x Abu Dhabi, UAESunday 23 July 2017

Judge Brendan Rodgers' impact based on Liverpool's performance next season

The English Premier League giants are in rebuilding mode and whether their young manager is making progress should be decided at the end of 2013/14.

Under Brendan Rodgers' watch, Liverpool have played better football. Peter Powell / EPA
Under Brendan Rodgers' watch, Liverpool have played better football. Peter Powell / EPA

Liverpool's season was petering out. They knew where they would finish and, with less to play for, their winning touch deserted them. Their inspirational captain tried to rally them, but to no avail.

This isn't actually the story of this season. Rather it is a tale Graeme Souness told recently, talking about the 1982/83 campaign where Liverpool had the league wrapped up with weeks to go. Their modern-day counterparts are not guaranteed to stay in seventh but it is unlikely they will overhaul Everton and still more improbable that they will be caught by West Bromwich Albion.

Some could trace a descent from magnificence to mediocrity over the course of three decades, but if it is unfair to rank the current Liverpool team against the most illustrious of their predecessors, the most significant comparison is with their team 12 months ago.

The underlying issue is the question if Liverpool are better off for dismissing Kenny Dalglish, appointing Brendan Rodgers and ripping up their blueprint.

Liverpool are a place higher, have scored more goals and secured more points. Last year, however, they reached two cup finals, winning one and ending a six-year wait for silverware. It is not just Rodgers' growing band of critics and the Dalglish diehards who regard that as a far greater feat.

However, that leads some to overlook Rodgers' awkward inheritance. Liverpool took 18 points from their final 19 games under Dalglish and their performances were as lamentable as results suggested.

This was a side that, for half a season, had the record of relegation strugglers. They were then shorn of several of their potential scorers as ageing players and higher earners were offloaded. To compound that, they left themselves short of strikers on a disastrous final day of the summer transfer window, made a slow start and have spent the rest of the season playing catch-up.

Now the squad is younger, their passing more precise and the January additions Philippe Coutinho and Daniel Sturridge welcome additions to a slender group of match-winners.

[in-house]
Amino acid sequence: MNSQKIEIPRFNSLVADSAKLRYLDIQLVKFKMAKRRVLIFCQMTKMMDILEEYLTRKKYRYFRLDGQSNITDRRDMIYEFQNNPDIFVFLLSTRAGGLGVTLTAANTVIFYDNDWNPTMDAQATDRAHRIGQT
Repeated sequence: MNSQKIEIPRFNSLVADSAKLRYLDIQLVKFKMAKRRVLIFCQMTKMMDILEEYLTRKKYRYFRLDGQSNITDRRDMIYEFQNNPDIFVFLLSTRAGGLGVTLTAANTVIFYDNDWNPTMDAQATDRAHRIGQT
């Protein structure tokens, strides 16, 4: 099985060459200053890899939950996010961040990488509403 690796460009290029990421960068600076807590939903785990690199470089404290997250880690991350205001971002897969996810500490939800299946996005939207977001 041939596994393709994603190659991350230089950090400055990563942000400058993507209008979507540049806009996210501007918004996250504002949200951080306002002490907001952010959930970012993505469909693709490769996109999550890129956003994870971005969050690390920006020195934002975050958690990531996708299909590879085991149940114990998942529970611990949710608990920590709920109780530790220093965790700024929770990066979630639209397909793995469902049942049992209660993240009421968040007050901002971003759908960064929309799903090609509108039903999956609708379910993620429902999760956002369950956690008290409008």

The Anfield season ticket-holders, who saw the fewest number of home wins in six decades and the lowest number of league goals in the club's history last season, have at least witnessed several elegant demolitions of lesser teams. The downwards momentum has been halted, a corner turned.

Yet as this was always going to be a transitional season, the more pressing matter is not what Liverpool have done, but what they will achieve next. Rodgers deserves to be assessed on the basis of next season. Liverpool require a concerted challenge for a top-four finish.

But, quite simply, there are too many reasons to doubt their chances.

Even with Luis Suarez scoring 30 goals, they have only stumbled to seventh and the suspended Uruguayan has to sit out the first six games of next season.

Rodgers' tactics have been complicated by the arrival of Sturridge and the difficulty of pairing him with Suarez as well as incorporating three central midfielders. The question if they are best off playing 4-4-2 or 4-3-3 remains to be resolved.

In defence, individual errors have blighted their season. Yet, when they happen so frequently, they should not be dismissed as coincidences. Pepe Reina has underperformed for too long and the search for a new goalkeeper ought to start. A defensive stalwart is another priority.

With Martin Skrtel regressing alarmingly and Daniel Agger's form dipping, it is a damning retirement of the others that a retiring, slowing 35 year old has been much their most reliable centre-back. Jamie Carragher will be missed.

Without him, Liverpool could be bullied by big strikers again. It is a reason why every good run has been punctuated by a serious setback. Whenever they acquired impetus, they have encountered Christian Benteke or Romelu Lukaku or, most damningly of all, Oldham Athletic's Matt Smith as they were knocked out of the FA Cup.

Collectively, too, they have had too many off days. Factor in an unacceptable record against the rest of the top eight – one win in 14 league games – and there is little evidence they can provide the quality or sustain the consistency to prosper.

For their youthful players, this season has been a learning process. More significantly, however, an up-and-coming manager has to offer evidence he has benefited from his education. There are too many times when Rodgers has picked the wrong team or made the wrong substitutions.

The Northern Irishman spent last summer paying over the odds to engineer a reunion with his former players. Now it is hard to see where Joe Allen, supposed to embody his ethos, will fit into the team, and his record in the transfer market is decidedly mixed. As, besides his desire for a No 10, Liverpool could be looking for a goalkeeper, two central defenders and another winger or goalscorer, that has to be a concern.

And all that is assuming firstly that Suarez stays and secondly that a serial miscreant does not contrive to incur a third lengthy ban in the space of as many seasons.

And so as Rodgers prepares for his Judgement Year, it should be in the awareness that while Liverpool have made a little progress over the past 12 months, a lot more is needed in the next 12.

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